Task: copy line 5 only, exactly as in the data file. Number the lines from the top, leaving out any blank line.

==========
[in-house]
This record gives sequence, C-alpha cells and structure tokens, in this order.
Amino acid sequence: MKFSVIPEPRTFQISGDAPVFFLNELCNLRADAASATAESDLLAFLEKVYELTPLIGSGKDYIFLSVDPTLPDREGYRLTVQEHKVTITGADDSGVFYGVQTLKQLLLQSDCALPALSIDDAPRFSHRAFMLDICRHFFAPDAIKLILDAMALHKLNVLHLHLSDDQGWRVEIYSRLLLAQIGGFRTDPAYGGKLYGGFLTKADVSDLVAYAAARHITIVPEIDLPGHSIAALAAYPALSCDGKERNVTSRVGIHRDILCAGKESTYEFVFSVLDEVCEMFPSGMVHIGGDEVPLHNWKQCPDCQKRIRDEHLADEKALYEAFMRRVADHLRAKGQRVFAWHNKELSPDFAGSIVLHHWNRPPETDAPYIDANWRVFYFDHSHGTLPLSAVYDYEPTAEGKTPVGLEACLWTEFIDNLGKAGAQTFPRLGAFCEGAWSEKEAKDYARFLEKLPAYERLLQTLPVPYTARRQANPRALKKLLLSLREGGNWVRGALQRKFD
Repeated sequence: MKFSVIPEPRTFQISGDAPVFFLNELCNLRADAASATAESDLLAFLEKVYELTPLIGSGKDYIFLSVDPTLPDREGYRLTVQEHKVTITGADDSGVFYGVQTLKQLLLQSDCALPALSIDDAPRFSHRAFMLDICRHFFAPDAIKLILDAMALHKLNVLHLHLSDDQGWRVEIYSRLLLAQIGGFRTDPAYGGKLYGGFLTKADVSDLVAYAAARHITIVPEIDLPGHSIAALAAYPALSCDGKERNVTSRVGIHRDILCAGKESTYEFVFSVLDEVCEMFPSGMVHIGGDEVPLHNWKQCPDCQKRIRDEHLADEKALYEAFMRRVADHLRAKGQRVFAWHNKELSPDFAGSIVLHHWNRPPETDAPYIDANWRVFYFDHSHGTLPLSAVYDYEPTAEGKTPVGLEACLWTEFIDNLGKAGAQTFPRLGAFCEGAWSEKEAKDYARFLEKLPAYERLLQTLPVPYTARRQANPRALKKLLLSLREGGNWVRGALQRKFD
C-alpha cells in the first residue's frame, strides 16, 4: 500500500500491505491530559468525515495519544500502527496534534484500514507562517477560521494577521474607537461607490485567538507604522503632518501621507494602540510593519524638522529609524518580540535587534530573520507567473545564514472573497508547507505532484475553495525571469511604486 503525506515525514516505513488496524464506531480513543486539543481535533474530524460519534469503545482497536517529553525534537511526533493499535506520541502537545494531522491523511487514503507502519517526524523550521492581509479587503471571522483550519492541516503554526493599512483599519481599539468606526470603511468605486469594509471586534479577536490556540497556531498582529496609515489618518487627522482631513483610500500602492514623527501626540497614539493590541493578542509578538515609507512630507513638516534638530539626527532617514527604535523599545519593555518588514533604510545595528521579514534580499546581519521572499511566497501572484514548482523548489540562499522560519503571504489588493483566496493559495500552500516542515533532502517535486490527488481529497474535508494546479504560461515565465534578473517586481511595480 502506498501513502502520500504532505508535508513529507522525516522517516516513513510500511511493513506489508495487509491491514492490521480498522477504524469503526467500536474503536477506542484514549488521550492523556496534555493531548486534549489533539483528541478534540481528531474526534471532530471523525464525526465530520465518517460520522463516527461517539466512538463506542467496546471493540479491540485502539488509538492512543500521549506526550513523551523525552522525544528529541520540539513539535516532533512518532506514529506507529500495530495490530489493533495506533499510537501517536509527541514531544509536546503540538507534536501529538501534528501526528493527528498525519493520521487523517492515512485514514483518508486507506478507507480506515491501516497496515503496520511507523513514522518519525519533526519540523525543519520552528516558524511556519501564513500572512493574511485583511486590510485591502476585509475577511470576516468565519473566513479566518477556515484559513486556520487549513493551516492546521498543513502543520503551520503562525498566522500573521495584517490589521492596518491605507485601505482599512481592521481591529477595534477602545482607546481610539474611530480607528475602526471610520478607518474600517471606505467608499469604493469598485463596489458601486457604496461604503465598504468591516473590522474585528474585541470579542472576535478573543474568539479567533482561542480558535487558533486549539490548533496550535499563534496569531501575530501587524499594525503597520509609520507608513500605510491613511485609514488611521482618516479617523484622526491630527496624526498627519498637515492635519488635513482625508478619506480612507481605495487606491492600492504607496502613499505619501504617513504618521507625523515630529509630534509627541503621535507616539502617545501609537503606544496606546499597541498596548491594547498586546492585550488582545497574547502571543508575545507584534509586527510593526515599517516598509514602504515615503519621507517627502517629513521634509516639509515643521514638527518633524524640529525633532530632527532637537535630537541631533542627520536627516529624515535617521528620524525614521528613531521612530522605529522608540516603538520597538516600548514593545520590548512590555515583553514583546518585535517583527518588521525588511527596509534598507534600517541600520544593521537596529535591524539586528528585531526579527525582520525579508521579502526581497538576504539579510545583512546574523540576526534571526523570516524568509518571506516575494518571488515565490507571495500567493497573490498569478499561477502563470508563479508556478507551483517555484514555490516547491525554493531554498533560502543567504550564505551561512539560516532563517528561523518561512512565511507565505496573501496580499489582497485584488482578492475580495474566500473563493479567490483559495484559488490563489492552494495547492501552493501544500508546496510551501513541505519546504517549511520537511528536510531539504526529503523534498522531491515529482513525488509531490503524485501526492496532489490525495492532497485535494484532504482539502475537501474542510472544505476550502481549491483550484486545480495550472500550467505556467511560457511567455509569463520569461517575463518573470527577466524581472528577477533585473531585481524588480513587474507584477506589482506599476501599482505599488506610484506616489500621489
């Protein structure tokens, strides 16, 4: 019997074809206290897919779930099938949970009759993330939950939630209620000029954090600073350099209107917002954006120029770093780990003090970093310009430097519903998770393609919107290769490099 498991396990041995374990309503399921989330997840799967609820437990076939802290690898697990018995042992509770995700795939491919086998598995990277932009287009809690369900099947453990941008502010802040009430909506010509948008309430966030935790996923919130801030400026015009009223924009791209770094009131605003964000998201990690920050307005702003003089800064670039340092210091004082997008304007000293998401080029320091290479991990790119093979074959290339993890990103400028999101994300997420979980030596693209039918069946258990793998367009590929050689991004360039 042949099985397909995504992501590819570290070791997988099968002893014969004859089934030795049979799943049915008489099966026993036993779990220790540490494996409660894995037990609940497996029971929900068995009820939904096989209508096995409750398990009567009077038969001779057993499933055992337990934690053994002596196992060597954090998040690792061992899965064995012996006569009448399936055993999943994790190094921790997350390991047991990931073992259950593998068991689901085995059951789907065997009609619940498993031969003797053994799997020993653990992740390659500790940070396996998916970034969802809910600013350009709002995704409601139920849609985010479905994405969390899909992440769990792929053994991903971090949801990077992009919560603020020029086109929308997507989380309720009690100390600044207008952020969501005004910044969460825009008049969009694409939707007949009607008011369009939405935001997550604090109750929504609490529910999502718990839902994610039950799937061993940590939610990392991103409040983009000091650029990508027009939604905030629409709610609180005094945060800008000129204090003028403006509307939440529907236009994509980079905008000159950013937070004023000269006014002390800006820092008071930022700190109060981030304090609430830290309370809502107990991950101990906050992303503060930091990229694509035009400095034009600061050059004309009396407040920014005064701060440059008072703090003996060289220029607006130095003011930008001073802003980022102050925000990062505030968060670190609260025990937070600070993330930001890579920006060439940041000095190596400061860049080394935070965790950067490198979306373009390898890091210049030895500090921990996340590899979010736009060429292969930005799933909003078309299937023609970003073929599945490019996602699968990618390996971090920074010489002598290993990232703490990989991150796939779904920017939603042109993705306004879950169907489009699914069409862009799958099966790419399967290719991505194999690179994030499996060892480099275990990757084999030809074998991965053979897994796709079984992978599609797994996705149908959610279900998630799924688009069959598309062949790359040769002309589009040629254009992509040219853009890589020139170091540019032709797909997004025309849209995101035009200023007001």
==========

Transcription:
C-alpha cells in the first residue's frame, strides 16, 4: 500500500500491505491530559468525515495519544500502527496534534484500514507562517477560521494577521474607537461607490485567538507604522503632518501621507494602540510593519524638522529609524518580540535587534530573520507567473545564514472573497508547507505532484475553495525571469511604486 503525506515525514516505513488496524464506531480513543486539543481535533474530524460519534469503545482497536517529553525534537511526533493499535506520541502537545494531522491523511487514503507502519517526524523550521492581509479587503471571522483550519492541516503554526493599512483599519481599539468606526470603511468605486469594509471586534479577536490556540497556531498582529496609515489618518487627522482631513483610500500602492514623527501626540497614539493590541493578542509578538515609507512630507513638516534638530539626527532617514527604535523599545519593555518588514533604510545595528521579514534580499546581519521572499511566497501572484514548482523548489540562499522560519503571504489588493483566496493559495500552500516542515533532502517535486490527488481529497474535508494546479504560461515565465534578473517586481511595480 502506498501513502502520500504532505508535508513529507522525516522517516516513513510500511511493513506489508495487509491491514492490521480498522477504524469503526467500536474503536477506542484514549488521550492523556496534555493531548486534549489533539483528541478534540481528531474526534471532530471523525464525526465530520465518517460520522463516527461517539466512538463506542467496546471493540479491540485502539488509538492512543500521549506526550513523551523525552522525544528529541520540539513539535516532533512518532506514529506507529500495530495490530489493533495506533499510537501517536509527541514531544509536546503540538507534536501529538501534528501526528493527528498525519493520521487523517492515512485514514483518508486507506478507507480506515491501516497496515503496520511507523513514522518519525519533526519540523525543519520552528516558524511556519501564513500572512493574511485583511486590510485591502476585509475577511470576516468565519473566513479566518477556515484559513486556520487549513493551516492546521498543513502543520503551520503562525498566522500573521495584517490589521492596518491605507485601505482599512481592521481591529477595534477602545482607546481610539474611530480607528475602526471610520478607518474600517471606505467608499469604493469598485463596489458601486457604496461604503465598504468591516473590522474585528474585541470579542472576535478573543474568539479567533482561542480558535487558533486549539490548533496550535499563534496569531501575530501587524499594525503597520509609520507608513500605510491613511485609514488611521482618516479617523484622526491630527496624526498627519498637515492635519488635513482625508478619506480612507481605495487606491492600492504607496502613499505619501504617513504618521507625523515630529509630534509627541503621535507616539502617545501609537503606544496606546499597541498596548491594547498586546492585550488582545497574547502571543508575545507584534509586527510593526515599517516598509514602504515615503519621507517627502517629513521634509516639509515643521514638527518633524524640529525633532530632527532637537535630537541631533542627520536627516529624515535617521528620524525614521528613531521612530522605529522608540516603538520597538516600548514593545520590548512590555515583553514583546518585535517583527518588521525588511527596509534598507534600517541600520544593521537596529535591524539586528528585531526579527525582520525579508521579502526581497538576504539579510545583512546574523540576526534571526523570516524568509518571506516575494518571488515565490507571495500567493497573490498569478499561477502563470508563479508556478507551483517555484514555490516547491525554493531554498533560502543567504550564505551561512539560516532563517528561523518561512512565511507565505496573501496580499489582497485584488482578492475580495474566500473563493479567490483559495484559488490563489492552494495547492501552493501544500508546496510551501513541505519546504517549511520537511528536510531539504526529503523534498522531491515529482513525488509531490503524485501526492496532489490525495492532497485535494484532504482539502475537501474542510472544505476550502481549491483550484486545480495550472500550467505556467511560457511567455509569463520569461517575463518573470527577466524581472528577477533585473531585481524588480513587474507584477506589482506599476501599482505599488506610484506616489500621489